The Governor General is also one of Canada’s key diplomatic representatives on the international stage. Via state visits to other countries, events at home to welcome visiting dignitaries, and other official means, the viceregal supports and advances Canada’s foreign policy objectives.

The office is thus far from a merely ceremonial one. Indeed, an incompetent or ineffective governor general could do real damage to Canada’s constitutional order and global stature.

Which is why the whole country has a stake in who carries out the duties of governor general, as well as in how that person does so.

WATCH | Intergovernmental Affairs Minister Dominic LeBlanc says vetting process for Julie Payette’s replacement will be more robust:

Intergovernmental Affairs Minister Dominic LeBlanc says the Privy Council Office plans to advise Prime Minister Justin Trudeau in the coming week on replacing the governor general. 7:04

Transitioning to an elected governor general would afford the electorate an opportunity to weigh in on both counts via regular votes. In order to secure re-election, governors general would need to ensure they are exercising their powers to Canadians’ satisfaction.

Occupying an elected post would also empower an incumbent governor general to act as a much-needed counterbalance to the prime minister’s power.

As an appointee under the current system, Canada’s unelected representative head of state cannot override the recommendations of its democratically elected head of government, except in the most unusual of situations, without contradicting Canadian democratic values. Constitutional convention therefore dictates that the Governor General will almost always defer to the prime minister’s advice.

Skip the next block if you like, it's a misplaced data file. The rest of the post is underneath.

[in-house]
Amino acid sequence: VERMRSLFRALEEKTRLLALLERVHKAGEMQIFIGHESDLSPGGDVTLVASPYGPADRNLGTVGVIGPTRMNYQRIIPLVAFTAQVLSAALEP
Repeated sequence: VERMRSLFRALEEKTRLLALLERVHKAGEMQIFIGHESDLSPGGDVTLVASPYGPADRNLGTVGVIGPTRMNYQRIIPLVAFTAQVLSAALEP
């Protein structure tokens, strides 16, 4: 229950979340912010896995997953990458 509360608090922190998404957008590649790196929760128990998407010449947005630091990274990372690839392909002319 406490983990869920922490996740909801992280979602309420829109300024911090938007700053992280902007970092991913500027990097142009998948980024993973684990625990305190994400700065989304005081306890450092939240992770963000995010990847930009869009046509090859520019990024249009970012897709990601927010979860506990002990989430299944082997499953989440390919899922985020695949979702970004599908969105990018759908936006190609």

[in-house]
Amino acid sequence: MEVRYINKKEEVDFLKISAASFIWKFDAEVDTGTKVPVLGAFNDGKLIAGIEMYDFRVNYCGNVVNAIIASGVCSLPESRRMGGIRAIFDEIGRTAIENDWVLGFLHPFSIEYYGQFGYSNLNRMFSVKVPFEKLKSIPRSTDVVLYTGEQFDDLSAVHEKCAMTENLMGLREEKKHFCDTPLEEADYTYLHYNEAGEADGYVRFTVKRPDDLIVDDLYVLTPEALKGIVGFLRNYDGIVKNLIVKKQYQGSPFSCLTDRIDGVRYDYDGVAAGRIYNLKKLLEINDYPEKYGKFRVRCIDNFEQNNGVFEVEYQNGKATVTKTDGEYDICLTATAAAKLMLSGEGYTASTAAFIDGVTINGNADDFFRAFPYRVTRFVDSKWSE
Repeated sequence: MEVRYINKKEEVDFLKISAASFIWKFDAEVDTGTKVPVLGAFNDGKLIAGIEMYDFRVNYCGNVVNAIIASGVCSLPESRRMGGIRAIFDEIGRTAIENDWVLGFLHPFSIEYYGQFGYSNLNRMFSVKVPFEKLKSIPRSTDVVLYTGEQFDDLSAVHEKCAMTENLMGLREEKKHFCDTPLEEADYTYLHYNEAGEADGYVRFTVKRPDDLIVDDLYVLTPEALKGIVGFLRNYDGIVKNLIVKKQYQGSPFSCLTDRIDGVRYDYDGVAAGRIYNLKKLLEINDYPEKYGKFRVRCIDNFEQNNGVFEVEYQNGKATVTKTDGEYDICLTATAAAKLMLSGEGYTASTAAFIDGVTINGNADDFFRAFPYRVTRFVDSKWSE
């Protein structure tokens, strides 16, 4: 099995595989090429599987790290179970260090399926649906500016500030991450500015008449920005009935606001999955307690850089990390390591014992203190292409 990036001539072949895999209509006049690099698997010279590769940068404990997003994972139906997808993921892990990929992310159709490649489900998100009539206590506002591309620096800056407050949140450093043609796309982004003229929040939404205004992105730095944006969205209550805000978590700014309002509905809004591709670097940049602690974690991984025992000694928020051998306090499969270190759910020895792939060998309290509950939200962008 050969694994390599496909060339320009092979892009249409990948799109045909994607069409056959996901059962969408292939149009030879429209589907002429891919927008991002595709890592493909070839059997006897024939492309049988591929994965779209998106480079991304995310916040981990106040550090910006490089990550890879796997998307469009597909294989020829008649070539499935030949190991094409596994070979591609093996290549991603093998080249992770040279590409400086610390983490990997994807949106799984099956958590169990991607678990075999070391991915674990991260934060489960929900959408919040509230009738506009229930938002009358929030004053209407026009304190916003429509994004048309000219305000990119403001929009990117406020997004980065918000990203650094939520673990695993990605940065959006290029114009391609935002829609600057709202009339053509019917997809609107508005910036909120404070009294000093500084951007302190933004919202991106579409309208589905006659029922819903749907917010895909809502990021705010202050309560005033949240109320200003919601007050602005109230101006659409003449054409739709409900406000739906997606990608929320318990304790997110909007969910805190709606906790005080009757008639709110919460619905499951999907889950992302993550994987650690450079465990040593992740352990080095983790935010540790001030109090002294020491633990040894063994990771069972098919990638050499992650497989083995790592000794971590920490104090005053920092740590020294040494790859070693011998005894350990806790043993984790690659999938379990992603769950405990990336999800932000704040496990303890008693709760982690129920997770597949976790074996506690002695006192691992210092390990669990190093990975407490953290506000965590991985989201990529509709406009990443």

A skilled prime minister can take advantage of this fact to manipulate the Governor General’s powers to advance their own agenda and undermine parliamentary opposition. In 2002, for example, then-prime minister Jean Chrétien asked the Governor General to prorogue parliament, avoiding the tabling of a report into the sponsorship scandal. In 2008 and again in 2009, then-prime minister Stephen Harper used the Governor General’s authority to prorogue Parliament and keep his minority government in power. Most recently, Prime Minister Trudeau requested Parliament be prorogued in August 2020 during the WE Charity controversy.

An elected viceregal, by contrast, would have an independent mandate from the Canadian people. This mandate would provide the Queen’s representative with a democratic basis for rejecting prime ministerial advice that does not reflect popular sentiment, advice that is particularly likely during periods of minority rule in the House of Commons.

In other words, by exercising greater oversight over their de facto head of state, Canadians would also be exercising greater oversight over their head of government.

And they would be doing it at the ballot box, which in a democratic society is where all of Canada’s leaders — including the Governor General — should be held to account.


Let’s block ads! (Why?)



Source link

Continue Reading

News